By: Juan Garcia, director, Client Relations
September 15-October 15 is traditionally observed as Hispanic Heritage Month. We will feature stories from Hispanic Americans who will share their journeys, their struggles, and their successes. Many of our guest bloggers were/are also First-Generation College Students. A First-Generation College Student is defined as a student whose parents didn’t attend college; or is the first person in their immediate family to attend college; or neither parent has at least one year of college.
Coming to the United States from Peru 32 years ago, as a young Latino knowing no English was a scary proposition. Learning the language was the first step if I was going to make it here. Dealing with the change of my environment, leaving loved ones behind, finding new ways of support and never giving up on my own dreams were the motivators. I quickly learned that English was a tricky language, similar words, opposite meanings, one word with multiple definitions, etc. etc. It was challenging, but it took a college professor telling me that I was already ahead of others to learn the language… it was a wake up a call…how could that be? He pointed out that classmates from other countries who had different alphabets trying to learn English just like me…my advantage? In Spanish, we already have the same ABC’s. Now it was time to learn English with a different mindset–an open mind.
In addition to learning the language, the economic challenge was my number one fear. I knew I could do it, but how would I pay for it? How long would it take? Knowing that you can only take the classes you could afford made the process longer, but still a possible one. Once you ask and see people in similar situations like yours, it is not uncommon to create your own support system, find ways to collaborate, share resources and be there for one another. That’s how I began to make my way and face the challenges head on.
As I developed my support network here in the U.S., I also knew I had my family behind me. Having the encouragement of your family is always great. In my case, my parents always said “you can do this,” even if they did not know what I was learning specifically. Their emotional support (all the way from South America) gave me the courage to push myself. I knew that sacrifices were being made in my family to keep my going, knowing that someone else was giving something up, so I could have that opportunity gave me confidence to persist. I am forever grateful to my parents, their unwavering love, support and their constant message to always pay it forward and to remember that if you are having a rough moment, always know that there are people out there in worse situations than yours. They taught me to be grateful, even for the bad times…because those teachable moments only made me stronger and they are just part of the learning process called ‘life’.
Working at ACT has allowed me to “pay it forward” just as my parents instilled in me. I have a deeper connection to education than I ever thought possible. Paying it forward to others is an imperative–I am blessed to be where I am–but we must never give up in helping those less fortunate than us. Poverty is an issue we need to address as a society, poverty does not discriminate, it does not care about your skin color or language spoken, but its impact has enormous consequences, especially in children. More needs to be done, and in my efforts at ACT, I can help students use education to have the much needed upward mobility out of poverty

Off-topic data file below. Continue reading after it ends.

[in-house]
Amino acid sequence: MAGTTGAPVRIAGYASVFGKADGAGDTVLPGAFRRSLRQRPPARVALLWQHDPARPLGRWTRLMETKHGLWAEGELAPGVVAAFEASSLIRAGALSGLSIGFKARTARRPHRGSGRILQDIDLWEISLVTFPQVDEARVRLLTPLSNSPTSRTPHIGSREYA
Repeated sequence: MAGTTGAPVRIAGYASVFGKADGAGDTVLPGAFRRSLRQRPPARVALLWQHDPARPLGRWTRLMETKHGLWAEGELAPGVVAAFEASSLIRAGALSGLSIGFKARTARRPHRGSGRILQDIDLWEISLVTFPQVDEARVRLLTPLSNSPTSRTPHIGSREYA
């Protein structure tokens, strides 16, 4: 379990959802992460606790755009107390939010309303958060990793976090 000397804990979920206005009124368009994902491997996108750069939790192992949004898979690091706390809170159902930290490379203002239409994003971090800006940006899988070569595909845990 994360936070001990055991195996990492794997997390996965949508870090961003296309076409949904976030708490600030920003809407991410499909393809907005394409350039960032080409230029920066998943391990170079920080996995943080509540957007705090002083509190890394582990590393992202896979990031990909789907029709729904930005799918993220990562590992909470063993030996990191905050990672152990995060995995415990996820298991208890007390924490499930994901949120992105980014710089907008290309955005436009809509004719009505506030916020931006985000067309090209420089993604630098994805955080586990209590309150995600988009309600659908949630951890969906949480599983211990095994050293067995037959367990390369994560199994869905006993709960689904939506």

One way I’m able to give back through my work is in support of my community. I gave 21 years of service as firefighter in Iowa, retiring as a Fire Captain. It was always a way for me to give back to the state/country that has been so great to me and my entire family. As a Latino, I know many of the unique aspects our community faces as we look toward education and career success. This month, as we celebrate Hispanic Heritage Month, I’m proud to reflect on what it means for so many. For my entire family, it is a celebration of who we are as people, as different nations, our food, our values, our beliefs, all within one large culture. We continue to learn from our ancestors, our traditions, our common stories and the connections we have with other families, other countries and the history behind it all. A true testament that as humanity, as people from different backgrounds, we are all connected. We just need to look deeper to find the similarities we have, rather than our few differences.
Juan Garcia is director, client relations at ACT. In this role he brings his passion to work with other organizations helping students and families connecting them to ACT and creating meaningful partnerships, fulfilling ACT’s mission of helping people achieve education and workplace success. Juan has a Bachelor’s Degree in Business Administration (B.S.), is a graduate of the Harvard Business School Executive Education Program, The University of Notre Dame, Mendoza College of Business Transformational Leadership and Florida State University, Hispanic Marketing Communications Program.